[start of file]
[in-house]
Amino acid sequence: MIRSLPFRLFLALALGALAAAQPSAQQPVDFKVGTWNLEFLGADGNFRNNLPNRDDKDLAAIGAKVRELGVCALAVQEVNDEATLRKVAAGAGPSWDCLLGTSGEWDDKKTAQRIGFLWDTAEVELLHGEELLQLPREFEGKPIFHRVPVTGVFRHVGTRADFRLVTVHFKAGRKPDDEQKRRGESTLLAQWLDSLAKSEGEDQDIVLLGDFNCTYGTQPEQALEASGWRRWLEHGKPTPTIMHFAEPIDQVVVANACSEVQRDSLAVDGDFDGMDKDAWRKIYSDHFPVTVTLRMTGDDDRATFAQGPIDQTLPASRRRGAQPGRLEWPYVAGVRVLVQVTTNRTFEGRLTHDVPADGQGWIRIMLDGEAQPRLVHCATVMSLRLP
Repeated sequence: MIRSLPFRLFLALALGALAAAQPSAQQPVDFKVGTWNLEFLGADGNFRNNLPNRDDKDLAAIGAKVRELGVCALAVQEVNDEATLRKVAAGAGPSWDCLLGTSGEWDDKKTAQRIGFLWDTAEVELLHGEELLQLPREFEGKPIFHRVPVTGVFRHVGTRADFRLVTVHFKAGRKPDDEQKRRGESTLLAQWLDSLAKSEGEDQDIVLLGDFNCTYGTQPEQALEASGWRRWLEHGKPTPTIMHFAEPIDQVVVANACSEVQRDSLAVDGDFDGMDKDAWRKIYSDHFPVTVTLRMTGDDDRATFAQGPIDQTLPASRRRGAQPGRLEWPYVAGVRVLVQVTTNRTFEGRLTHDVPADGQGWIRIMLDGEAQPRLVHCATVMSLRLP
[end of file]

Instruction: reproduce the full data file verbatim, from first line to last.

[in-house]
Amino acid sequence: MIRSLPFRLFLALALGALAAAQPSAQQPVDFKVGTWNLEFLGADGNFRNNLPNRDDKDLAAIGAKVRELGVCALAVQEVNDEATLRKVAAGAGPSWDCLLGTSGEWDDKKTAQRIGFLWDTAEVELLHGEELLQLPREFEGKPIFHRVPVTGVFRHVGTRADFRLVTVHFKAGRKPDDEQKRRGESTLLAQWLDSLAKSEGEDQDIVLLGDFNCTYGTQPEQALEASGWRRWLEHGKPTPTIMHFAEPIDQVVVANACSEVQRDSLAVDGDFDGMDKDAWRKIYSDHFPVTVTLRMTGDDDRATFAQGPIDQTLPASRRRGAQPGRLEWPYVAGVRVLVQVTTNRTFEGRLTHDVPADGQGWIRIMLDGEAQPRLVHCATVMSLRLP
Repeated sequence: MIRSLPFRLFLALALGALAAAQPSAQQPVDFKVGTWNLEFLGADGNFRNNLPNRDDKDLAAIGAKVRELGVCALAVQEVNDEATLRKVAAGAGPSWDCLLGTSGEWDDKKTAQRIGFLWDTAEVELLHGEELLQLPREFEGKPIFHRVPVTGVFRHVGTRADFRLVTVHFKAGRKPDDEQKRRGESTLLAQWLDSLAKSEGEDQDIVLLGDFNCTYGTQPEQALEASGWRRWLEHGKPTPTIMHFAEPIDQVVVANACSEVQRDSLAVDGDFDGMDKDAWRKIYSDHFPVTVTLRMTGDDDRATFAQGPIDQTLPASRRRGAQPGRLEWPYVAGVRVLVQVTTNRTFEGRLTHDVPADGQGWIRIMLDGEAQPRLVHCATVMSLRLP